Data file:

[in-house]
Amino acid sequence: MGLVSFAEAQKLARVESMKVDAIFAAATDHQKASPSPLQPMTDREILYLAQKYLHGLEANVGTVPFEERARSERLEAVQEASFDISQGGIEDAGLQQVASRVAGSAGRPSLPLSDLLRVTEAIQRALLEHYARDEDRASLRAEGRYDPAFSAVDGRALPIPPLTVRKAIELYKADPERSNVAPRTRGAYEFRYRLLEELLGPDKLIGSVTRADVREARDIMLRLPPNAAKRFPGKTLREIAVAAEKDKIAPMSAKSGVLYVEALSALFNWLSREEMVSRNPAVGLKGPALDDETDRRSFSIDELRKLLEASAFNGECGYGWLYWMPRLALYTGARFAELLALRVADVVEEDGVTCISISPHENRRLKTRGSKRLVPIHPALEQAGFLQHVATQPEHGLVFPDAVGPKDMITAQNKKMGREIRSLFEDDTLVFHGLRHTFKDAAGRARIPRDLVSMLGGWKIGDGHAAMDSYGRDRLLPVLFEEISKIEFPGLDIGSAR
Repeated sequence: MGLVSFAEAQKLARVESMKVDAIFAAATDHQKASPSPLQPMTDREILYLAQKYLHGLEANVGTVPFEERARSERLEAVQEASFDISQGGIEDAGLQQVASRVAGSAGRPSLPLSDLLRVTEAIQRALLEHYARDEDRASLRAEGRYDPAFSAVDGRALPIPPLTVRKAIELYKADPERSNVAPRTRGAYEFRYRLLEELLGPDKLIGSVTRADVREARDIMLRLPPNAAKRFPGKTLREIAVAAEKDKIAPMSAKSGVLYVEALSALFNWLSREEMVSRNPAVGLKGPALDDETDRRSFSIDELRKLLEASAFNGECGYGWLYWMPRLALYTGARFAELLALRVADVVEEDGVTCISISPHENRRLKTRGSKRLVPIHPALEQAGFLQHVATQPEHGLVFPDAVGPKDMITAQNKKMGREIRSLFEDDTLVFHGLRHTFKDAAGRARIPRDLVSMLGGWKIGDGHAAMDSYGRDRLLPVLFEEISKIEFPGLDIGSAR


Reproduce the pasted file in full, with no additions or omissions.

[in-house]
Amino acid sequence: MGLVSFAEAQKLARVESMKVDAIFAAATDHQKASPSPLQPMTDREILYLAQKYLHGLEANVGTVPFEERARSERLEAVQEASFDISQGGIEDAGLQQVASRVAGSAGRPSLPLSDLLRVTEAIQRALLEHYARDEDRASLRAEGRYDPAFSAVDGRALPIPPLTVRKAIELYKADPERSNVAPRTRGAYEFRYRLLEELLGPDKLIGSVTRADVREARDIMLRLPPNAAKRFPGKTLREIAVAAEKDKIAPMSAKSGVLYVEALSALFNWLSREEMVSRNPAVGLKGPALDDETDRRSFSIDELRKLLEASAFNGECGYGWLYWMPRLALYTGARFAELLALRVADVVEEDGVTCISISPHENRRLKTRGSKRLVPIHPALEQAGFLQHVATQPEHGLVFPDAVGPKDMITAQNKKMGREIRSLFEDDTLVFHGLRHTFKDAAGRARIPRDLVSMLGGWKIGDGHAAMDSYGRDRLLPVLFEEISKIEFPGLDIGSAR
Repeated sequence: MGLVSFAEAQKLARVESMKVDAIFAAATDHQKASPSPLQPMTDREILYLAQKYLHGLEANVGTVPFEERARSERLEAVQEASFDISQGGIEDAGLQQVASRVAGSAGRPSLPLSDLLRVTEAIQRALLEHYARDEDRASLRAEGRYDPAFSAVDGRALPIPPLTVRKAIELYKADPERSNVAPRTRGAYEFRYRLLEELLGPDKLIGSVTRADVREARDIMLRLPPNAAKRFPGKTLREIAVAAEKDKIAPMSAKSGVLYVEALSALFNWLSREEMVSRNPAVGLKGPALDDETDRRSFSIDELRKLLEASAFNGECGYGWLYWMPRLALYTGARFAELLALRVADVVEEDGVTCISISPHENRRLKTRGSKRLVPIHPALEQAGFLQHVATQPEHGLVFPDAVGPKDMITAQNKKMGREIRSLFEDDTLVFHGLRHTFKDAAGRARIPRDLVSMLGGWKIGDGHAAMDSYGRDRLLPVLFEEISKIEFPGLDIGSAR